The sexual revolution of the 1960s dramatically altered the moral landscape of the Western world. But of course, sexual promiscuity was not invented in the 1960s; it has always been with us, although it may have been more rampant in some places and some periods of history than others.
St. Mary of Egypt was born into a family of Egyptian Christians. At age 12, she ran away from home and went to live in Alexandria, the most cosmopolitan, most sophisticated and in many ways one of the most corrupt cities in the Mediterranean world. She supported herself as a singer and dancer. At some point, we don’t know when, she lost her innocence.
Mary’s sexual appetite took over her personality. She cruised the streets of Alexandria, looking for partners. Her favorite diversion was to corrupt innocent young men. But many years later, as she told St. Zosimus — the monk who wrote down her autobiography — she never accepted money from the men she slept with, she never became a prostitute.
Once, while walking along the wharves at the harbor, she saw a group of men boarding a ship. She asked one of the sailors who the men were, and where were they going. He said they were all pilgrims, heading to Jerusalem to celebrate there the feast of the Exaltation of the Holy Cross. On impulse, Mary decided to go, too. By the time the ship reached the Holy Land, Mary had seduced every pilgrim and every member of the crew.
In Jerusalem she continued her usual routine of looking for new partners. On the holy day, a throng of pilgrims made their way through the narrow streets of Jerusalem to the Church of the Holy Sepulcher. Mary, out of curiosity, joined them. But when she reached the threshold of the church, some invisible force held her back. She could not enter. All at once the wickedness of her life overwhelmed her, and she began to cry.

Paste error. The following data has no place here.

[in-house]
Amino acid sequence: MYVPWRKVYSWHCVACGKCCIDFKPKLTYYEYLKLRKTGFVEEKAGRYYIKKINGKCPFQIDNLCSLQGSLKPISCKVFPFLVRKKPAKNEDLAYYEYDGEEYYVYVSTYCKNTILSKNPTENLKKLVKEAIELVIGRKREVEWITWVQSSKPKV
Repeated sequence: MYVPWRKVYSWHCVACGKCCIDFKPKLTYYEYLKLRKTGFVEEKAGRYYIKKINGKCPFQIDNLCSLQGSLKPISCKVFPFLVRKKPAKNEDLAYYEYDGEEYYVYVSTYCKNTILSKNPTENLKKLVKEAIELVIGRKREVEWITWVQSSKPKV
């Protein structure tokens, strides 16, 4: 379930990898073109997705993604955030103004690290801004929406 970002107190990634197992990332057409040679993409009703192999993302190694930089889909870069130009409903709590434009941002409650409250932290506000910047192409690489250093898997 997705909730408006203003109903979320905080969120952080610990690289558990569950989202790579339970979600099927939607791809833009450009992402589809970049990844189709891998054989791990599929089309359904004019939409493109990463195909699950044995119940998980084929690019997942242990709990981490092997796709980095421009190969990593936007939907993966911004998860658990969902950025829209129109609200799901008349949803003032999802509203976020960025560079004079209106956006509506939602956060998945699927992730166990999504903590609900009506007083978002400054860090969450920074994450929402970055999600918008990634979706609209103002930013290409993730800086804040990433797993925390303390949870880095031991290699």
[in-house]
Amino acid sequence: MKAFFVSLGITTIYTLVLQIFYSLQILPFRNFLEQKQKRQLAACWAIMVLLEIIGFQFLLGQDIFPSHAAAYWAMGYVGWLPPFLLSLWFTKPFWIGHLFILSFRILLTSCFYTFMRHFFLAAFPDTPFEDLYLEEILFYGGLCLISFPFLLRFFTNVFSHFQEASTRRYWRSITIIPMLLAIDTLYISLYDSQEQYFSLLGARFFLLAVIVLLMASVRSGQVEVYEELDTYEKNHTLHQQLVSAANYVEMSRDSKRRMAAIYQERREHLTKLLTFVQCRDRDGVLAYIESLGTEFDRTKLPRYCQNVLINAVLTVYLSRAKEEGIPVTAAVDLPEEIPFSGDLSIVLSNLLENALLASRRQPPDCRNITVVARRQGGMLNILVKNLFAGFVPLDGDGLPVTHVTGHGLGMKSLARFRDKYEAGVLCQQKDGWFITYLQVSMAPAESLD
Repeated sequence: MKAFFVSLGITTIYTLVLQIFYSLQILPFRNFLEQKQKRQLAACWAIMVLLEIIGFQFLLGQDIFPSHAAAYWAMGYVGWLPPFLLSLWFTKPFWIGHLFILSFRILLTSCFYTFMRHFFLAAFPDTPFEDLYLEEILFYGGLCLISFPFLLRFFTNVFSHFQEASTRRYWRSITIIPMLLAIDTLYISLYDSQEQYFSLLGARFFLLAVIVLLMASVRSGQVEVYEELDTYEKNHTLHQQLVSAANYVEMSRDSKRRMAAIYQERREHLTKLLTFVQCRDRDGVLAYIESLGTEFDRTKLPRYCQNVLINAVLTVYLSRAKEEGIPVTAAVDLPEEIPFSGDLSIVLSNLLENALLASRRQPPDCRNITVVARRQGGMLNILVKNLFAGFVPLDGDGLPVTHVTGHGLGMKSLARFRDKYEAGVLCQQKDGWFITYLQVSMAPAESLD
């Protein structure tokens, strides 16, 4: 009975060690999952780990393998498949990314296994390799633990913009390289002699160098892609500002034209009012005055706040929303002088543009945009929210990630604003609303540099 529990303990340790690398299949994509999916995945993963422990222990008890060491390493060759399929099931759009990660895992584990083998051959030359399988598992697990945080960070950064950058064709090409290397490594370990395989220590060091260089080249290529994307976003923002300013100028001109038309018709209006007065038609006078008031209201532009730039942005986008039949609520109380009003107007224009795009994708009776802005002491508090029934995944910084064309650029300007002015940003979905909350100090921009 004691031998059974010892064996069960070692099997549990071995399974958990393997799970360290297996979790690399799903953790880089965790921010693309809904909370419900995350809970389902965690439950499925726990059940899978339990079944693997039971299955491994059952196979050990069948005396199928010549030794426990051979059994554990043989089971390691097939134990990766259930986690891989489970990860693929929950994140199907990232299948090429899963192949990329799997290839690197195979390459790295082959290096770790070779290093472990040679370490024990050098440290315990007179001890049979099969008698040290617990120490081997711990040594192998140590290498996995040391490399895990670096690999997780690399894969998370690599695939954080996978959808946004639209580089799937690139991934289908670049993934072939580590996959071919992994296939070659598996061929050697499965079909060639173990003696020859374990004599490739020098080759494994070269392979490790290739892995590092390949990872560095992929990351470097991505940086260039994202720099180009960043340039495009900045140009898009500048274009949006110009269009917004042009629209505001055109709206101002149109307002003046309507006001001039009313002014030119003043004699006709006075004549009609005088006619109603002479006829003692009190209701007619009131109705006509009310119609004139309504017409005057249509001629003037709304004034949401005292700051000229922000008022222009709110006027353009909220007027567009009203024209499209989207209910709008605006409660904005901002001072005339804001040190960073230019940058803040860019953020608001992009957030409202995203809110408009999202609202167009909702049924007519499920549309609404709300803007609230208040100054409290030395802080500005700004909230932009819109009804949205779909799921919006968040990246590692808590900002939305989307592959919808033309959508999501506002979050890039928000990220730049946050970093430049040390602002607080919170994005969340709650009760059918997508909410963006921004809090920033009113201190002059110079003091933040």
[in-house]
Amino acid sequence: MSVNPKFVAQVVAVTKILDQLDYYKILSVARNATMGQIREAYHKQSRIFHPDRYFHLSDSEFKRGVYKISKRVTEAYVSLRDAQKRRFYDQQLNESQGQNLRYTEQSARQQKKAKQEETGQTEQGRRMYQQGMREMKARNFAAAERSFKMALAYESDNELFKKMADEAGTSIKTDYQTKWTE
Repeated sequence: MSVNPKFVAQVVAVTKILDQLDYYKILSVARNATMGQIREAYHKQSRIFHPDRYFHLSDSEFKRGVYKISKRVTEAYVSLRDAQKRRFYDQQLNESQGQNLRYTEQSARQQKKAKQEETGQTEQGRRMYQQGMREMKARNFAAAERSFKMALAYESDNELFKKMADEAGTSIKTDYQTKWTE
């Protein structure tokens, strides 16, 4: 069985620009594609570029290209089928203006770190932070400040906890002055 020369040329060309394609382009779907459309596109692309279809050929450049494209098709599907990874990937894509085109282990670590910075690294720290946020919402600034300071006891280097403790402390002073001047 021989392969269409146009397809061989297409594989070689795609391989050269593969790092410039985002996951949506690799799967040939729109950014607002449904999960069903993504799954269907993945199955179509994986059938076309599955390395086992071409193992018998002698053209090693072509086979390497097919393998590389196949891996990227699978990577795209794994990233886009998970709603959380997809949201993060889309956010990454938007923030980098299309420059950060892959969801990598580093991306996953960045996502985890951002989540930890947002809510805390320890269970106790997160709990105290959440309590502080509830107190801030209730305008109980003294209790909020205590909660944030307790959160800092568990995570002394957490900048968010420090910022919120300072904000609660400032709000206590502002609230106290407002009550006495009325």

Near the door was a carving of the Blessed Virgin. Turning to the sacred image, Mary prayed for the first time in years, “Help me,” she begged Our Lady, “for I have no other help.” With that, the power that had kept her from entering the church withdrew and Mary went in. She found a priest and made a full confession.
After the Mass and veneration of the Holy Cross, Mary left Jerusalem, crossed the Jordan River and headed out into the desert. There she became a hermit, living a life of prayer and penance for nearly 50 years.
Toward the end of her life she encountered the monk Zosimus, to whom she told her story. Then she begged him to return to her on Holy Thursday with the Blessed Sacrament — it had been decades since she had been able to receive holy Communion. Zosimus returned, as he had promised, but he found that Mary had died. He buried her, then went back to his monastery and began to make known the story of Mary of Egypt.